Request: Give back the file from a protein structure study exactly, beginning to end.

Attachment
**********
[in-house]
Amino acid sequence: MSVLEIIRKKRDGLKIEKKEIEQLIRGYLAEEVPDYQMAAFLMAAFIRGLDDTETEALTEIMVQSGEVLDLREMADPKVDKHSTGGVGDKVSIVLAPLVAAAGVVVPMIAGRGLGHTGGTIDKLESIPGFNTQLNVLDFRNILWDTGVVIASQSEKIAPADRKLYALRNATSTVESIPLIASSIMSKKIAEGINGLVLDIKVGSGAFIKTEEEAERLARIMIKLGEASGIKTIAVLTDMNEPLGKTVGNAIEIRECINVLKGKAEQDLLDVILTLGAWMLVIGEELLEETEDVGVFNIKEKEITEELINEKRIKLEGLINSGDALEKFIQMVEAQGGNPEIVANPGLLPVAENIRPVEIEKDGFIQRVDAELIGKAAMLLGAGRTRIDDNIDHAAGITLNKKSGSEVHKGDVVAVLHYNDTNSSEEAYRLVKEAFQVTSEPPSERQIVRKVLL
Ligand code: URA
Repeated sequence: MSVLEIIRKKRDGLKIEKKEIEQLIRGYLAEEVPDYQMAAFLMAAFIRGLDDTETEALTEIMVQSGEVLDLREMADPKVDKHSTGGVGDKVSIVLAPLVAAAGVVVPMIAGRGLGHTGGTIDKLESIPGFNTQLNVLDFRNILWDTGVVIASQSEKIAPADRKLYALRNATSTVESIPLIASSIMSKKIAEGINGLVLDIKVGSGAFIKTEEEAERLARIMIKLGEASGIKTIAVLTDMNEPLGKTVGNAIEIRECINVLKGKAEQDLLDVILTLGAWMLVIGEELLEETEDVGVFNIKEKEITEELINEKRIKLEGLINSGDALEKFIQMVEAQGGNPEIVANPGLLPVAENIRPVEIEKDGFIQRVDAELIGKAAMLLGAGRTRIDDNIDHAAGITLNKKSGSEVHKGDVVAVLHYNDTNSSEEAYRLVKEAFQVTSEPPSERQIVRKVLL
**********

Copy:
[in-house]
Amino acid sequence: MSVLEIIRKKRDGLKIEKKEIEQLIRGYLAEEVPDYQMAAFLMAAFIRGLDDTETEALTEIMVQSGEVLDLREMADPKVDKHSTGGVGDKVSIVLAPLVAAAGVVVPMIAGRGLGHTGGTIDKLESIPGFNTQLNVLDFRNILWDTGVVIASQSEKIAPADRKLYALRNATSTVESIPLIASSIMSKKIAEGINGLVLDIKVGSGAFIKTEEEAERLARIMIKLGEASGIKTIAVLTDMNEPLGKTVGNAIEIRECINVLKGKAEQDLLDVILTLGAWMLVIGEELLEETEDVGVFNIKEKEITEELINEKRIKLEGLINSGDALEKFIQMVEAQGGNPEIVANPGLLPVAENIRPVEIEKDGFIQRVDAELIGKAAMLLGAGRTRIDDNIDHAAGITLNKKSGSEVHKGDVVAVLHYNDTNSSEEAYRLVKEAFQVTSEPPSERQIVRKVLL
Ligand code: URA
Repeated sequence: MSVLEIIRKKRDGLKIEKKEIEQLIRGYLAEEVPDYQMAAFLMAAFIRGLDDTETEALTEIMVQSGEVLDLREMADPKVDKHSTGGVGDKVSIVLAPLVAAAGVVVPMIAGRGLGHTGGTIDKLESIPGFNTQLNVLDFRNILWDTGVVIASQSEKIAPADRKLYALRNATSTVESIPLIASSIMSKKIAEGINGLVLDIKVGSGAFIKTEEEAERLARIMIKLGEASGIKTIAVLTDMNEPLGKTVGNAIEIRECINVLKGKAEQDLLDVILTLGAWMLVIGEELLEETEDVGVFNIKEKEITEELINEKRIKLEGLINSGDALEKFIQMVEAQGGNPEIVANPGLLPVAENIRPVEIEKDGFIQRVDAELIGKAAMLLGAGRTRIDDNIDHAAGITLNKKSGSEVHKGDVVAVLHYNDTNSSEEAYRLVKEAFQVTSEPPSERQIVRKVLL